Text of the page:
Features Article for University of Alaska, Anchorage newspaper The Northern Light
by Jessica Keil (maiden name)
Northern Light Features Editor
From beehives to bell-bottoms, it appears the 70s are making a comeback in a big way, so one might assume that the era’s favorite mode of transportation – hitchhiking – will be coming back, too.
But will anyone stop to pick up those restless souls?
Steve Connachen, 23, wondered the same as he stood with thumb poised by a Canadian highway. Tired of watching cars pass him by, Connachen decided it was time to pull out the heavy ammo.
Stepping behind a tree, he doffed his jeans and faster than you can say “shazam!” he was clad in his national dress.
Less than 45 minutes later, someone stopped and offered him a lift.
He’s been wearing his kilt ever since.
Connachen was born in a town about 12 miles outside Edinburgh, Scotland. For the past five months he has been hitchhiking across Canada and the United States working odd jobs, making friends, and spreading a wee bit of his heritage to everyone he sees.
His attire does initiate some interesting questions.
Connachen says, he has token replies to people who ask, “What’s worn under that kilt?”
“Nothin’s worn under my kilt, everything’s in working order,” Connachen says with a mischievous grin. “Or, I tell them, ‘I’m a man of few words, give me your hand.’”
Connachen says he decided to travel the world for several reasons.
“I read a lot of books, spoke to a lot of travelers. I got the impression that the world has a lot to offer, something you can’t get from a university,” he said.
Not that Connachen thinks universities are unnecessary. He says education is taken for granted by the Scottish people because all the schools are funded by the government, even colleges.
But college wasn’t for Connachen.
“I’m a very lucky person,” he says. “I have no time restrictions and no commitments.
“At first I thought I’d spend one year in each country, but there’s an awful lot of countries in the world.”
So now he’s traveling as he pleases, staying at youth hostels or at the homes of friends he makes along the way.
Alaska in Connachen’s first stop in the United States. He says he came here because Americans are frequently put down in Scotland.
Most of the misconceptions the Scottish people have about Americans are from American movies, Connachen says. They think Americans are very violent.
“But I don’t understand why people can say these things when they haven’t even met the people. Every country has its good points and bad points.”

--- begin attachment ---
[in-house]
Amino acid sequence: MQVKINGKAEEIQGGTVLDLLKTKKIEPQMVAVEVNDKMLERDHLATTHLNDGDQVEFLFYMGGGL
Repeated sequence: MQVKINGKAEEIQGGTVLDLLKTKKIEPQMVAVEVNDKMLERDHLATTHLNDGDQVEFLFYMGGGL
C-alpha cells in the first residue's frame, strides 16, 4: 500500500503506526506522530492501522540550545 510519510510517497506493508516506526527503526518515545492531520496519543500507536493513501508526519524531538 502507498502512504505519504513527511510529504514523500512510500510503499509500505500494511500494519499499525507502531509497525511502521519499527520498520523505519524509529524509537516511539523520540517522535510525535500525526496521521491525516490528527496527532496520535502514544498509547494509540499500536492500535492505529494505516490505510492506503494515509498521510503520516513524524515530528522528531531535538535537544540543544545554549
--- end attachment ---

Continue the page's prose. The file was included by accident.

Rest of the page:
One of the lower points he’s noticed in his two weeks in Anchorage is the public transportation system.
“I didn’t realize how good (our transportation) was in Scotland until I left,” he says. I”d give Anchorage’s bus system about a 1 out of 10.
“I am impressed with the bus drivers, though,” Connachen says. “They’re really friendly, they help everyone.”
To fund his trip, Connachen worked part time as a bartended at two places as well as full-time teaching kids badminton, tennis and racquetball.
He saved for eight months and wound up with $7,000 in Canadian bills.
“But obviously, if you have any intelligence, you have to think about things like money all the time,” Connachen says.
“If I have to clean shoes to get money to stay somewhere, I’ll do it.”
As it is, Connachen has held several odd jobs during his travels.
“I got a job at a construction site. I didn’t even know how to pull a nail out, I’ve done mostly physical labor.
“But it’s amazing how fast your vocabulary can diminish. When I went back to the youth hostel at night I used some words that weren’t really appropriate,” Connachen says.
Connachen says he has learned many things about human nature from his travels.
Like the time he was hitchhiking through a national forest area, just outside of Lake Louise and a mother bear and two cubs came into view.
“I was worried, but I just stood there,” Connachen says. He had heard that bears usually leave people alone if they don’t feel threatened. But he had heard other things about mother bears.
The thing that surprised him was that the cars kept passing by but didn’t stop to help. And when they did stop, it was to take a picture of the bear.
But luckily for Connachen, not all people are thoughtless.
Of all the people who have picked him up on his travels, about 70 percent were of British ancestry. Almost half had hitchhiked themselves.
And most of the people who picked him up were men.
“It’s very rare for a woman to pick up a man. But there was one woman in a Ferrari who stopped. Later I asked her why she had picked me up, not that I didn’t appreciate it.
“She said, ‘How harmful can a man be in a kilt.’
“It turned out she’s one of the top women lawyers in Thunder Bay, Connachen says.